How does regulation affect tobacco users?

Using the PATH Study to see how regulating tobacco products affects behavior and health


In an effort to protect the nation’s health from the harmful effects of tobacco products, the 2009 Family Smoking Prevention and Tobacco Control Act authorized the Food and Drug Administration (FDA) to regulate the manufacturing, marketing, and distribution of these products. This task would require the Center for Tobacco Products (CTP) at FDA to amass a solid evidence base to inform its regulatory activities. A longitudinal cohort study was considered to be the best way to provide that evidence, and in September 2011, the National Institutes of Health (NIH) and CTP initiated the Population Assessment of Tobacco and Health (PATH) Study.

The study’s goal is to assess tobacco use behavior, attitudes, and beliefs, and tobacco-related health outcomes across the nation using interview data and biospecimen data. With these measurements, the study provides the evidence-based information required to develop, implement, and evaluate tobacco regulations. What was needed was a dynamic research company—long experienced in longitudinal, large-scale surveys, expert in tobacco regulatory science, interviewing techniques and use of technologies, equity-driven, and possessing a reputation for staff continuity and flexibility—to develop and implement the study. The National Institute on Drug Abuse (NIDA) and CTP tapped Westat for the job. The PATH Study is the premier national tobacco study and Westat has conducted it from its inception in 2011 to the present day.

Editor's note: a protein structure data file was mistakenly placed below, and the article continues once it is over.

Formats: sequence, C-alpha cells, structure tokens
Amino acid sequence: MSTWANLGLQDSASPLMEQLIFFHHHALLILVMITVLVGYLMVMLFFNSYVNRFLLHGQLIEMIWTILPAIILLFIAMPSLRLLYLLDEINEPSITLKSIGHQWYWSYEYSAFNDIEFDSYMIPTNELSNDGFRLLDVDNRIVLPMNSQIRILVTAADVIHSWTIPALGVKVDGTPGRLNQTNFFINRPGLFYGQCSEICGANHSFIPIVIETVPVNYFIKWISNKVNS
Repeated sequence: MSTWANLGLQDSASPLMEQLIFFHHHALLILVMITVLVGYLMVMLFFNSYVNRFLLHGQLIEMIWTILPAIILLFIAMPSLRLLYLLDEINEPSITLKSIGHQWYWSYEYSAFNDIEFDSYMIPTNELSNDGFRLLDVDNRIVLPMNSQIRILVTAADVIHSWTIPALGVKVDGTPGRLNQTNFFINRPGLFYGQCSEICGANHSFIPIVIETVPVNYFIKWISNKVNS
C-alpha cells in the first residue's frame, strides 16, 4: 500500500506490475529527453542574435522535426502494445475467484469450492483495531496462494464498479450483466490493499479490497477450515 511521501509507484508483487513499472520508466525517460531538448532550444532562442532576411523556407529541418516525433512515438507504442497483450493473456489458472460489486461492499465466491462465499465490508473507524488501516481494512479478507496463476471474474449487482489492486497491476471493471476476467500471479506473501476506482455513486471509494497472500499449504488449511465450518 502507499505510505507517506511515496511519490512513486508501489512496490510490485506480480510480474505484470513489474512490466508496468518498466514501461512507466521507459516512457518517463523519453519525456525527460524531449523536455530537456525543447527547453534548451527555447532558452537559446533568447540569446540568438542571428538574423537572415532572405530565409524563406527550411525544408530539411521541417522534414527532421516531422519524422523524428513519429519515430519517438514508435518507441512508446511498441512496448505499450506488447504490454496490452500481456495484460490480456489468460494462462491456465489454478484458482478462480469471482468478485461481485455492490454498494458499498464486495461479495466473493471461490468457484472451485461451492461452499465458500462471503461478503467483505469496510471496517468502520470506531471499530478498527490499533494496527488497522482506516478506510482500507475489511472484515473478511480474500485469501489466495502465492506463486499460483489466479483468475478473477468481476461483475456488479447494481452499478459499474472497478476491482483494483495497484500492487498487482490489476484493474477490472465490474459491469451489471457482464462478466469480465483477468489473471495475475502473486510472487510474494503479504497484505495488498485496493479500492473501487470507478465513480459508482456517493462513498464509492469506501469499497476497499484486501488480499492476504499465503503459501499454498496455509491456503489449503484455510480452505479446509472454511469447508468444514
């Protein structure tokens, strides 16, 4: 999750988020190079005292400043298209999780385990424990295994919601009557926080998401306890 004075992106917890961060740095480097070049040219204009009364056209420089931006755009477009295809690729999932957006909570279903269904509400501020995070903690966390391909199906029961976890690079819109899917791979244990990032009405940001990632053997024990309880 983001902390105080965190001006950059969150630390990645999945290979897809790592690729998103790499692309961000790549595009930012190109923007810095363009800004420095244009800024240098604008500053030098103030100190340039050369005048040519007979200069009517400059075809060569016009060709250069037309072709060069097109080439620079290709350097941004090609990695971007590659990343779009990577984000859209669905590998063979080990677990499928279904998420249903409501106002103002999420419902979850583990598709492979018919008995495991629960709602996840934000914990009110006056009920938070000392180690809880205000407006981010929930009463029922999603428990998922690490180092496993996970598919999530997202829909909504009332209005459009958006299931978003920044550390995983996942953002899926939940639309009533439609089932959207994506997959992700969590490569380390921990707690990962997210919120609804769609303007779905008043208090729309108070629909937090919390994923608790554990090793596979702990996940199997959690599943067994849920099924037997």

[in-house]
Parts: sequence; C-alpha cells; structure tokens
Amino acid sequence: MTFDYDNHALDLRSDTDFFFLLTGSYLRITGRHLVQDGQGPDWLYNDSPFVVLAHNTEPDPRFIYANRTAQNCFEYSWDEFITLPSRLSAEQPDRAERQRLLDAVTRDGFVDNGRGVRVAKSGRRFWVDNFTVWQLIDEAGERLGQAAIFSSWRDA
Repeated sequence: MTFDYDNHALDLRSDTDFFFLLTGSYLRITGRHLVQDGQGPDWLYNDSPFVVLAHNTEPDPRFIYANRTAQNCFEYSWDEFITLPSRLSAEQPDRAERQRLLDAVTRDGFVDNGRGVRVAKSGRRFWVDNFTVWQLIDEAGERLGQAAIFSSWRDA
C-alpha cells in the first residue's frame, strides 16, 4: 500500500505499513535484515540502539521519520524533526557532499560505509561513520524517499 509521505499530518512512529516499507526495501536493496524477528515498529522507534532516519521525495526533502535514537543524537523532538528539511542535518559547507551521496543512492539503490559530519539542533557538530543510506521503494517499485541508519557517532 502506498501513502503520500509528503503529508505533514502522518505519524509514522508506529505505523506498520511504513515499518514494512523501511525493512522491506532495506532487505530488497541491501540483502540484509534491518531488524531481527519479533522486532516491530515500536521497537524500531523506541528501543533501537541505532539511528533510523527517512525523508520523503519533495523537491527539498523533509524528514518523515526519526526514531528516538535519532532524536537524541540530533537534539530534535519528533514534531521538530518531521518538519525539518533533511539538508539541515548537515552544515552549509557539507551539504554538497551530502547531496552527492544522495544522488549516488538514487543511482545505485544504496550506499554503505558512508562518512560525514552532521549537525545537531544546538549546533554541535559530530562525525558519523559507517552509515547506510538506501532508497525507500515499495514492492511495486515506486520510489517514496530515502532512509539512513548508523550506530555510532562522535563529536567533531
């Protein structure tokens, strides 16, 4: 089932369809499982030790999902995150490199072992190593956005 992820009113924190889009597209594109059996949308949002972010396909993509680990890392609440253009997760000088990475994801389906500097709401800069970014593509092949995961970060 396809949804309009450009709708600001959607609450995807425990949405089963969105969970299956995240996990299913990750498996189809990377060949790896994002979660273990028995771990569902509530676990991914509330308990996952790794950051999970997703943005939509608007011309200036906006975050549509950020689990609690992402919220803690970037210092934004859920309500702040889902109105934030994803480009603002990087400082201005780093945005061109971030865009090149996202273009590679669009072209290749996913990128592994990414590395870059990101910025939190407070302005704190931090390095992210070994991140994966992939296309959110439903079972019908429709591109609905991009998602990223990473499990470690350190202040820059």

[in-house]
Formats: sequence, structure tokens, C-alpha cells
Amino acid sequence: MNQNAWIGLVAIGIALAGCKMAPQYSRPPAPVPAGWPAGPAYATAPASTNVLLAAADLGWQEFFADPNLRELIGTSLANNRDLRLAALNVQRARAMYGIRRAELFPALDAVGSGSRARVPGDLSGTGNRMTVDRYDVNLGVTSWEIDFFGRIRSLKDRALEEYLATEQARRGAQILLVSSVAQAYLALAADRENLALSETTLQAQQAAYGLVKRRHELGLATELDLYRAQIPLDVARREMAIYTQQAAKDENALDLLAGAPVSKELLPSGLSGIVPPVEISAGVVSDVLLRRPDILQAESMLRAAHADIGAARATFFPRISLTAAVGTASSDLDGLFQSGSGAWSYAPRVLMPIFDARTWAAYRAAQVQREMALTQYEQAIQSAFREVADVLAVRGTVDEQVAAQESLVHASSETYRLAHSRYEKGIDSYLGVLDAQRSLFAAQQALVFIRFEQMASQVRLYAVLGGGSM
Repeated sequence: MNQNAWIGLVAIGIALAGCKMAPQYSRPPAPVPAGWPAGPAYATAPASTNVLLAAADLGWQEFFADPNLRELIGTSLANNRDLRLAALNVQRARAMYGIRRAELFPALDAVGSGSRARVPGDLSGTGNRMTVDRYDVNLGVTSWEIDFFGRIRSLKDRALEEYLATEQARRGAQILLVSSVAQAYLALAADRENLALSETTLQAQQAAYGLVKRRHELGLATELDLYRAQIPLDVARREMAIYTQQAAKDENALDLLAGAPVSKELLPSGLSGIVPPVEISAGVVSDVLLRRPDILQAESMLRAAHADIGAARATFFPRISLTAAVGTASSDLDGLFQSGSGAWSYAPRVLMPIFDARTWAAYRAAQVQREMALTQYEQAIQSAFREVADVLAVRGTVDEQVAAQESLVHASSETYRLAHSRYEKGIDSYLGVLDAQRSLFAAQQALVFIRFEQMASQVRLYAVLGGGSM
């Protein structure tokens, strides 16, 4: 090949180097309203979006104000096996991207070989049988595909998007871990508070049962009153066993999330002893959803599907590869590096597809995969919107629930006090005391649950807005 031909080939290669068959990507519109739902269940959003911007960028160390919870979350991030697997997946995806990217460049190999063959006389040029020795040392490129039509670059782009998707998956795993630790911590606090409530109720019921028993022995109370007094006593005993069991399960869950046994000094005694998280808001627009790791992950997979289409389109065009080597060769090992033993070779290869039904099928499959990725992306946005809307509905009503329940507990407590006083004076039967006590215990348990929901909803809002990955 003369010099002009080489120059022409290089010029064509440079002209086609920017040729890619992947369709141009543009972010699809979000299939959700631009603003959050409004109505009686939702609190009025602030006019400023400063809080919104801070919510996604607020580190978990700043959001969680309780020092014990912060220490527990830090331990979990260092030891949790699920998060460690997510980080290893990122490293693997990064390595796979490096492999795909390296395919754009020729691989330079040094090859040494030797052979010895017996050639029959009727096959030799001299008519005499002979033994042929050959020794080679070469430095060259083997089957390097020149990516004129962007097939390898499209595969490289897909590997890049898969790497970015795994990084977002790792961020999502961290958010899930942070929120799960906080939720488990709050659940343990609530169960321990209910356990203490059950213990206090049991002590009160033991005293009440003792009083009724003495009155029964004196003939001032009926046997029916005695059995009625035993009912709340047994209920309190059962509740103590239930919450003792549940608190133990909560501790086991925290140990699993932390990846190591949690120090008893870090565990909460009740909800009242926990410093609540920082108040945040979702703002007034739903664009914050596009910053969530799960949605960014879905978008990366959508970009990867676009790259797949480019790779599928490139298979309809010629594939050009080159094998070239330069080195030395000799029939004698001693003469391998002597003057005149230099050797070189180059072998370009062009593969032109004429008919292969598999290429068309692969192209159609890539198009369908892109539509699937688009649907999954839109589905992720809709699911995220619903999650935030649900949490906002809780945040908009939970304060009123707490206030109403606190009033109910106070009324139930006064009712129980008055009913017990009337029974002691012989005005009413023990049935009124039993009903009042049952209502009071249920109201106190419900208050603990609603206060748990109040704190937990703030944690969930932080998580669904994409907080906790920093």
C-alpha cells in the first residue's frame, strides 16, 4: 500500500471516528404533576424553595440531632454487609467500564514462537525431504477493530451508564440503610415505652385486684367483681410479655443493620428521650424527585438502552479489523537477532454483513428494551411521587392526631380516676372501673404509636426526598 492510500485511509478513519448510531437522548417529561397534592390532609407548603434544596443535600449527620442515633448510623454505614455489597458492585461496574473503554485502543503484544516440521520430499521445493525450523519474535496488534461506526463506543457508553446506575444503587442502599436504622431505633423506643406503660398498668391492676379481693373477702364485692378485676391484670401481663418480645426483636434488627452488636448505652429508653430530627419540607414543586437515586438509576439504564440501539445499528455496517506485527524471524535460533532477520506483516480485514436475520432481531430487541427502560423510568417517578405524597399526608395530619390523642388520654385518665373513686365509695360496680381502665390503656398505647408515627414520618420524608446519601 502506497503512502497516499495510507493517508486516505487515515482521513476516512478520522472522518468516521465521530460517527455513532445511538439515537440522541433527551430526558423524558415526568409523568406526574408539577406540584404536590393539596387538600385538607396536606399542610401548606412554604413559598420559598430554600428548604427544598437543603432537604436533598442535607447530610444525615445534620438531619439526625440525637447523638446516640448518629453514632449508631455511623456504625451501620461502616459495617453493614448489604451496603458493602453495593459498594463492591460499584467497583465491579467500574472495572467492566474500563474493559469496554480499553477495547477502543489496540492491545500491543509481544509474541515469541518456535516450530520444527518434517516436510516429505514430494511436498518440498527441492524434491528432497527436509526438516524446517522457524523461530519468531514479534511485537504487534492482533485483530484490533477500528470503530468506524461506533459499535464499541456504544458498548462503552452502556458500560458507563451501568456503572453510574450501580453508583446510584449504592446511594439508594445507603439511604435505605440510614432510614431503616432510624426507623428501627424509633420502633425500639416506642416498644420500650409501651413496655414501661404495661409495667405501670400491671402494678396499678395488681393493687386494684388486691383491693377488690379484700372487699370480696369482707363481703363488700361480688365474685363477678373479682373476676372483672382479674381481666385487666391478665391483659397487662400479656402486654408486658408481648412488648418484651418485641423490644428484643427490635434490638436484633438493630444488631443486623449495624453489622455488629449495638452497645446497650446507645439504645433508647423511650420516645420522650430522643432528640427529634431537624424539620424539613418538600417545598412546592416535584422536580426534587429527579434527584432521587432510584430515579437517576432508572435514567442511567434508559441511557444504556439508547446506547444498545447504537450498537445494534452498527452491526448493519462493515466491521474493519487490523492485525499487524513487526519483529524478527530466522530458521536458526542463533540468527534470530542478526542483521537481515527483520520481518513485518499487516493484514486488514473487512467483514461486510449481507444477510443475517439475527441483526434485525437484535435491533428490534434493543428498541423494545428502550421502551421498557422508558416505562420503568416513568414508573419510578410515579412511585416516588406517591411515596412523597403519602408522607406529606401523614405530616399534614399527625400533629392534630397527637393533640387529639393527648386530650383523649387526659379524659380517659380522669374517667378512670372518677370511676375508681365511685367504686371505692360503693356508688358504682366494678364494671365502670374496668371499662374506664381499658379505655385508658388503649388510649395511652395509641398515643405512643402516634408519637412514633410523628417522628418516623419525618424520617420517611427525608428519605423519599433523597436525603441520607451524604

In collaboration with NIDA and CTP, we set to work applying our tobacco regulatory science knowledge to the construction of the overall study design, the sampling and weighting procedures, the development of questionnaires, and the design of biological specimen collection protocols. We also designed and developed the PATH Study’s complex systems for survey processing and management, GIS-based tracking, automated instrument design and testing, data processing, and analysis.

Next, we enrolled a nationally representative sample of tobacco users and nonusers—approximately 34,000 adults and 15,000 youth aged 12-17. Most participants have stayed with the study since the beginning. As needed, we replenish the sample.

We use the gold standard system for survey interviewing—Blaise. This powerful system offers state-of-the-art audio computer-assisted self-interviewing (ACASI), computer-assisted personal interviewing (CAPI), computer-assisted telephone interviewing (CATI), computer-assisted web interviewing (CAWI), and other interviewing capabilities across a variety of platforms.

To gather the data, we rigorously train our field data collectors, help desk staff, phlebotomists, and others who interact with the participants in person-to-person communication, interviewing techniques, the collection of biospecimens, and the goals and importance of the study.

For each annual survey, we revamp the questionnaire to reflect NIDA’s and CTP’s current needs for scientific data, the changing tobacco product marketplace, and shifts in the public’s use and perceptions of the products. The questionnaires include granular questions about behavior, attitudes, and beliefs around 12 distinct tobacco products. Questions not only focus on tobacco use behavior but also on substance use and abuse, mental health issues, health and medical care, and social factors.